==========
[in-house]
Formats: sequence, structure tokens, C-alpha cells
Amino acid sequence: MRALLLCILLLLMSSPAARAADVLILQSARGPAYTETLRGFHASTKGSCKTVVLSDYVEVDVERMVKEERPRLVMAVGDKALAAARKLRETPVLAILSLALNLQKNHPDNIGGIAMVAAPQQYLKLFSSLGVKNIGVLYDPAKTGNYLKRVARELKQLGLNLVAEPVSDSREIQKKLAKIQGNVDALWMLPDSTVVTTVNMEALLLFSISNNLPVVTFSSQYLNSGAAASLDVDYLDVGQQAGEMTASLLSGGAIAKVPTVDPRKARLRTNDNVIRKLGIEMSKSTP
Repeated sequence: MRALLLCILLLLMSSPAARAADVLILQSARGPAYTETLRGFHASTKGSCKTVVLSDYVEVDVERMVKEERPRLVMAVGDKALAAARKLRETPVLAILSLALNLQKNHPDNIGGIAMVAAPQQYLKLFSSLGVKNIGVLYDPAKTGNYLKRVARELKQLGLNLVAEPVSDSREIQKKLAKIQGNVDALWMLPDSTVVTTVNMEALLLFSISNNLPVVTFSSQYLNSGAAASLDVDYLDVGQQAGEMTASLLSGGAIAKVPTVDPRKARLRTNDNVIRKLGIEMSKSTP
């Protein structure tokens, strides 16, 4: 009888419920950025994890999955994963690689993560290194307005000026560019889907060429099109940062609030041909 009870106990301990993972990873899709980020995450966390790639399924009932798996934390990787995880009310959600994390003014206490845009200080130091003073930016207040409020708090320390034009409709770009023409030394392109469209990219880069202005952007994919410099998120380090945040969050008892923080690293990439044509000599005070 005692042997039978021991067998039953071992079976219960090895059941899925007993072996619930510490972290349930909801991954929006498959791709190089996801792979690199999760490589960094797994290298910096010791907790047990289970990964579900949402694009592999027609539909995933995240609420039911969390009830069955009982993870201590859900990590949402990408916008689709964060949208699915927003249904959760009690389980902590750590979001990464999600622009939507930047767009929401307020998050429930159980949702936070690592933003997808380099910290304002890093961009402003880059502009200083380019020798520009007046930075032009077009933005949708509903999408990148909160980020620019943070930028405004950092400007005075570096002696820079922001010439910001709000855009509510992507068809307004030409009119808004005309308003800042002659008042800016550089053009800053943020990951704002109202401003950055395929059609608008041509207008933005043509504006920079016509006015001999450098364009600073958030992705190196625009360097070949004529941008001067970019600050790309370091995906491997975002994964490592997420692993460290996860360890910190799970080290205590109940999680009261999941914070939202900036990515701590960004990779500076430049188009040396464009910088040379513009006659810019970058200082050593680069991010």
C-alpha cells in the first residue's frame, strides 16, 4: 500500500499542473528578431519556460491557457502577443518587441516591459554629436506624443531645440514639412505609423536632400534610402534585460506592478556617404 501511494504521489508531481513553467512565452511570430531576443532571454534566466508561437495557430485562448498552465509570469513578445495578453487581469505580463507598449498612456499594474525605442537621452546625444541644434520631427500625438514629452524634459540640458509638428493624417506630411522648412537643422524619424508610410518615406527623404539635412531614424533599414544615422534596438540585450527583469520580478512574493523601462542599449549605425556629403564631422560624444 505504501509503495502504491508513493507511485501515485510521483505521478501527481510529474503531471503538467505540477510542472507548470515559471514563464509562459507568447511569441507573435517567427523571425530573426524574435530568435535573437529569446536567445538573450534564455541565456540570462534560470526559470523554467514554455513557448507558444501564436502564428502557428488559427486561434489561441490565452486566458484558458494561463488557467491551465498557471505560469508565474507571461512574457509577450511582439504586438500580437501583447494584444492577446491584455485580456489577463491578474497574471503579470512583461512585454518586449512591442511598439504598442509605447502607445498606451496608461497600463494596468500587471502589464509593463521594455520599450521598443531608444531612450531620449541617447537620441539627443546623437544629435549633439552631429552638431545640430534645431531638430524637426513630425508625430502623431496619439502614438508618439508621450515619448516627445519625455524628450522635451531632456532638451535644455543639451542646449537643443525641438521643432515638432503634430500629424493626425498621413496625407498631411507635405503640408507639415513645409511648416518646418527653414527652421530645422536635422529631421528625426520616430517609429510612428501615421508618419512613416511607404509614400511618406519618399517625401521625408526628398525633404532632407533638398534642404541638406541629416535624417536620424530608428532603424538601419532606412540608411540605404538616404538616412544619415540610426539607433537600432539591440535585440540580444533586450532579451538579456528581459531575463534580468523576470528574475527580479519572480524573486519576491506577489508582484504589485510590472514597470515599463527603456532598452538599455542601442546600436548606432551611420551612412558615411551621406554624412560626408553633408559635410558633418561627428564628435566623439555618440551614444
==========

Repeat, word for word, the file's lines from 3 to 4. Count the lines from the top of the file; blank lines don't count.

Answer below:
Amino acid sequence: MRALLLCILLLLMSSPAARAADVLILQSARGPAYTETLRGFHASTKGSCKTVVLSDYVEVDVERMVKEERPRLVMAVGDKALAAARKLRETPVLAILSLALNLQKNHPDNIGGIAMVAAPQQYLKLFSSLGVKNIGVLYDPAKTGNYLKRVARELKQLGLNLVAEPVSDSREIQKKLAKIQGNVDALWMLPDSTVVTTVNMEALLLFSISNNLPVVTFSSQYLNSGAAASLDVDYLDVGQQAGEMTASLLSGGAIAKVPTVDPRKARLRTNDNVIRKLGIEMSKSTP
Repeated sequence: MRALLLCILLLLMSSPAARAADVLILQSARGPAYTETLRGFHASTKGSCKTVVLSDYVEVDVERMVKEERPRLVMAVGDKALAAARKLRETPVLAILSLALNLQKNHPDNIGGIAMVAAPQQYLKLFSSLGVKNIGVLYDPAKTGNYLKRVARELKQLGLNLVAEPVSDSREIQKKLAKIQGNVDALWMLPDSTVVTTVNMEALLLFSISNNLPVVTFSSQYLNSGAAASLDVDYLDVGQQAGEMTASLLSGGAIAKVPTVDPRKARLRTNDNVIRKLGIEMSKSTP